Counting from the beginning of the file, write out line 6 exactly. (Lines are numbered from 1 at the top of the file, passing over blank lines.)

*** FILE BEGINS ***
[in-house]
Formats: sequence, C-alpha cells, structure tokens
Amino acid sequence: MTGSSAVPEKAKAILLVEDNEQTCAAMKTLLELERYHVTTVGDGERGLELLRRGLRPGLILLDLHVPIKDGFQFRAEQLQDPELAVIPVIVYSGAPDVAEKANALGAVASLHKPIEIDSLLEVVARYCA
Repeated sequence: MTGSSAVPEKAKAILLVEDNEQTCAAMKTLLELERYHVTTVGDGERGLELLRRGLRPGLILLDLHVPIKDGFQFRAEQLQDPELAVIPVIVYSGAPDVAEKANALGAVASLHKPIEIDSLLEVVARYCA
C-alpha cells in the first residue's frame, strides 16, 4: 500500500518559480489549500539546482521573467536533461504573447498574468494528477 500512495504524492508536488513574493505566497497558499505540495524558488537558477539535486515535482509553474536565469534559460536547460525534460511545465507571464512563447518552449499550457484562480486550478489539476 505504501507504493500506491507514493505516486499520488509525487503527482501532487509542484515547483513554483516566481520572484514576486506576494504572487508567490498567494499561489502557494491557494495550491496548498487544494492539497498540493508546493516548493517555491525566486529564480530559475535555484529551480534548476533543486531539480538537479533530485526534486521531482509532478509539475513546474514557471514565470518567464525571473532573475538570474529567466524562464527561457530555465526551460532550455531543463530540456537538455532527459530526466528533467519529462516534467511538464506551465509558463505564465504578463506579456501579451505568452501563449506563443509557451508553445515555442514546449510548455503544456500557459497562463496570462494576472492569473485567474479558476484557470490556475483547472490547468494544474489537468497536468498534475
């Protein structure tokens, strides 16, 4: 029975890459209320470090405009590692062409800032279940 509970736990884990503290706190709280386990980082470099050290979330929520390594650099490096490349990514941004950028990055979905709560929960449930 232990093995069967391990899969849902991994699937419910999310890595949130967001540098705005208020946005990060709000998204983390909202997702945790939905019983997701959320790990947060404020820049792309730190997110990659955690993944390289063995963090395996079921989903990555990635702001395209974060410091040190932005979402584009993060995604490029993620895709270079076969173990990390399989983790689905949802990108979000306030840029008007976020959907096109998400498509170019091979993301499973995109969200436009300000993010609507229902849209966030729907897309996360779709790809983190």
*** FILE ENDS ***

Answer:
């Protein structure tokens, strides 16, 4: 029975890459209320470090405009590692062409800032279940 509970736990884990503290706190709280386990980082470099050290979330929520390594650099490096490349990514941004950028990055979905709560929960449930 232990093995069967391990899969849902991994699937419910999310890595949130967001540098705005208020946005990060709000998204983390909202997702945790939905019983997701959320790990947060404020820049792309730190997110990659955690993944390289063995963090395996079921989903990555990635702001395209974060410091040190932005979402584009993060995604490029993620895709270079076969173990990390399989983790689905949802990108979000306030840029008007976020959907096109998400498509170019091979993301499973995109969200436009300000993010609507229902849209966030729907897309996360779709790809983190």